Queen of the national religious

An encounter with Deputy Mayor Hagit Moshe

Deputy Mayor Hagit Moshe (photo credit: MARC ISRAEL SELLEM)
Deputy Mayor Hagit Moshe
(photo credit: MARC ISRAEL SELLEM)
Hagit Moshe, deputy mayor and head of the municipal Finance Committee, is the president of the Jerusalem branch of the Bayit Yehudi and the leader of the party at city council. While not a candidate for mayor, she is deeply involved in gathering all the national religious residents in the city behind her, aiming to present as large a list as possible that will include the different parts of this sector.
According to several findings, they represent about 18% of the Jewish population (compared to the 39% of the haredim) but they are spread among various – sometimes almost opposing – sides, between modern Orthodox (many of them located on the left side of the political map) “light religious” (including former religious – called datlashim) and right-wingers identified with the settlement movement. Moshe wants them all in her nest, arguing people in this religious segment have something different to say and to promote in this city.
But so far, things haven’t been going as well as hoped. One recent occurrence embarrassed Moshe – leading to intervention from party MKs and the firing of Moshe’s campaigner. A flyer was released (also a banner on social media) in which three of the leading non-haredi candidates, Ofer Berkovitch, Moshe Lion and Ze’ev Elkin, were portrayed as haredim (with peyot and shtreimels) as a warning that they would “sell out” the national-religious interests to the ultra-Orthodox once elected. Repercussions and recriminations followed rapidly.
In her office on the fifth floor of Safra Square, Moshe tries to minimize the incident, hinting that it was just a draft idea that was published by mistake, but admits that the fear that it depicted is real.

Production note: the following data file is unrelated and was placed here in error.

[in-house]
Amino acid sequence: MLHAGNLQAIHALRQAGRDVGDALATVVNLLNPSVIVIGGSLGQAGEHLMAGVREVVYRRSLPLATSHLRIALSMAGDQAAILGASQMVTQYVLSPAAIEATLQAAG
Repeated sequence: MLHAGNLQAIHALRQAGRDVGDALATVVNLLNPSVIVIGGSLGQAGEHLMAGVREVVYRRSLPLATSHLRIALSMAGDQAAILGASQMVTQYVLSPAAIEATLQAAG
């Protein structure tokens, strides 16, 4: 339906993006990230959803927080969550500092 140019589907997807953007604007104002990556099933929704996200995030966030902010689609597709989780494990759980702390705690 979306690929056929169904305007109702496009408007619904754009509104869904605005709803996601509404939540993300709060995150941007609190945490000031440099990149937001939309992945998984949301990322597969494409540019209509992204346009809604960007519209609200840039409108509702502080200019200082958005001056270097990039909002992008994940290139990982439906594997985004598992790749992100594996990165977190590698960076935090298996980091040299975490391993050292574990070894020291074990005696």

“It was a mistake and I talked with haredim at the council, but I also want to say that it conveys something true. If we do not wake up and work hard to achieve a significant representation of the national religious at the next council, we will wake up late to find out that our interests are not on the agenda no matter who the mayor is. That is what I am fighting for.”
Five years ago, a split (between the National Union and the National Religious Party) led Education Minister Naftali Bennett to choose the members of the list himself, ignoring the recommendations of the local branch.
“We went to court, won, and joined Arieh King, who represents Jewish residents in Arab neighborhoods,” explains Moshe, “but while we were fighting among ourselves, other factors rose and led different parts of this sector.”
Asked whether that diversity of opinions in the heterogenic sector she represents is not an intrinsic part of the political reality, Moshe replies, “Beyond all these differences, we share the same needs. If we do not have strong representation at city council, who will provide us the religious kindergartens, schools and culture that we want and need?”
Asked which of the nine candidates she will recommend that her voters support, she says it is too early to specify.